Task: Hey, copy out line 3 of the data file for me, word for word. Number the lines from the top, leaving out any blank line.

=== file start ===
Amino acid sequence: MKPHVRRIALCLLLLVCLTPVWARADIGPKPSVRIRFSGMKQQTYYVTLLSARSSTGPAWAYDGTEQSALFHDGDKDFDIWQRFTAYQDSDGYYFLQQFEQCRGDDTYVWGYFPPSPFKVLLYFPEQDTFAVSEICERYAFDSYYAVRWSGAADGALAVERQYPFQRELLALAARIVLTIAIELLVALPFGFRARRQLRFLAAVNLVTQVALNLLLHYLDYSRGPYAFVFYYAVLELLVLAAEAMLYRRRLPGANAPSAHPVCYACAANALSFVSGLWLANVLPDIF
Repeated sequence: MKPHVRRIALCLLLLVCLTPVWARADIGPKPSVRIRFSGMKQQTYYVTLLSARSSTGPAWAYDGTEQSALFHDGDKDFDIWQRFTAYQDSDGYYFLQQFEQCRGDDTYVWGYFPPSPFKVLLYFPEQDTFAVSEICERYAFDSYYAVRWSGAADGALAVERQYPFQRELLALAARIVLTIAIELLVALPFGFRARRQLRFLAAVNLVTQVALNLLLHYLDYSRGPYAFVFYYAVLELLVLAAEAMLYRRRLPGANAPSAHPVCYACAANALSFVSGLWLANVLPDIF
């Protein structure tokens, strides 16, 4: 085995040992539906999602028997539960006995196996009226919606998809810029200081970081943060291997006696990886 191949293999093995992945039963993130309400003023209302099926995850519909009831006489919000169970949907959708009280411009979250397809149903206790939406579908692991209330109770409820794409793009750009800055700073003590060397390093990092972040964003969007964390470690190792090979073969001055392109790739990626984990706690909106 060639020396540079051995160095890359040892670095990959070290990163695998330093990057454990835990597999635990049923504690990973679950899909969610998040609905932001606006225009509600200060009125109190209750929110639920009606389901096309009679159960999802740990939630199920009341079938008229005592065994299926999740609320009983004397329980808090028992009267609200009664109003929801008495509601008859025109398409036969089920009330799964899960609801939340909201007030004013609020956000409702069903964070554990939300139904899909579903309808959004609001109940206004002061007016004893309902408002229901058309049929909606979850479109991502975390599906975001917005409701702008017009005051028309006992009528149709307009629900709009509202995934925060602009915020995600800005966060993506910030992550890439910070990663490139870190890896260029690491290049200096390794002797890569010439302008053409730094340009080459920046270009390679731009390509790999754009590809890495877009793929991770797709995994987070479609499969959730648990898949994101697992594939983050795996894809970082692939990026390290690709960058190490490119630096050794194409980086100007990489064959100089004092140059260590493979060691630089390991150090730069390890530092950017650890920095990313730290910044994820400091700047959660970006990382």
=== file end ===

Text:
């Protein structure tokens, strides 16, 4: 085995040992539906999602028997539960006995196996009226919606998809810029200081970081943060291997006696990886 191949293999093995992945039963993130309400003023209302099926995850519909009831006489919000169970949907959708009280411009979250397809149903206790939406579908692991209330109770409820794409793009750009800055700073003590060397390093990092972040964003969007964390470690190792090979073969001055392109790739990626984990706690909106 060639020396540079051995160095890359040892670095990959070290990163695998330093990057454990835990597999635990049923504690990973679950899909969610998040609905932001606006225009509600200060009125109190209750929110639920009606389901096309009679159960999802740990939630199920009341079938008229005592065994299926999740609320009983004397329980808090028992009267609200009664109003929801008495509601008859025109398409036969089920009330799964899960609801939340909201007030004013609020956000409702069903964070554990939300139904899909579903309808959004609001109940206004002061007016004893309902408002229901058309049929909606979850479109991502975390599906975001917005409701702008017009005051028309006992009528149709307009629900709009509202995934925060602009915020995600800005966060993506910030992550890439910070990663490139870190890896260029690491290049200096390794002797890569010439302008053409730094340009080459920046270009390679731009390509790999754009590809890495877009793929991770797709995994987070479609499969959730648990898949994101697992594939983050795996894809970082692939990026390290690709960058190490490119630096050794194409980086100007990489064959100089004092140059260590493979060691630089390991150090730069390890530092950017650890920095990313730290910044994820400091700047959660970006990382």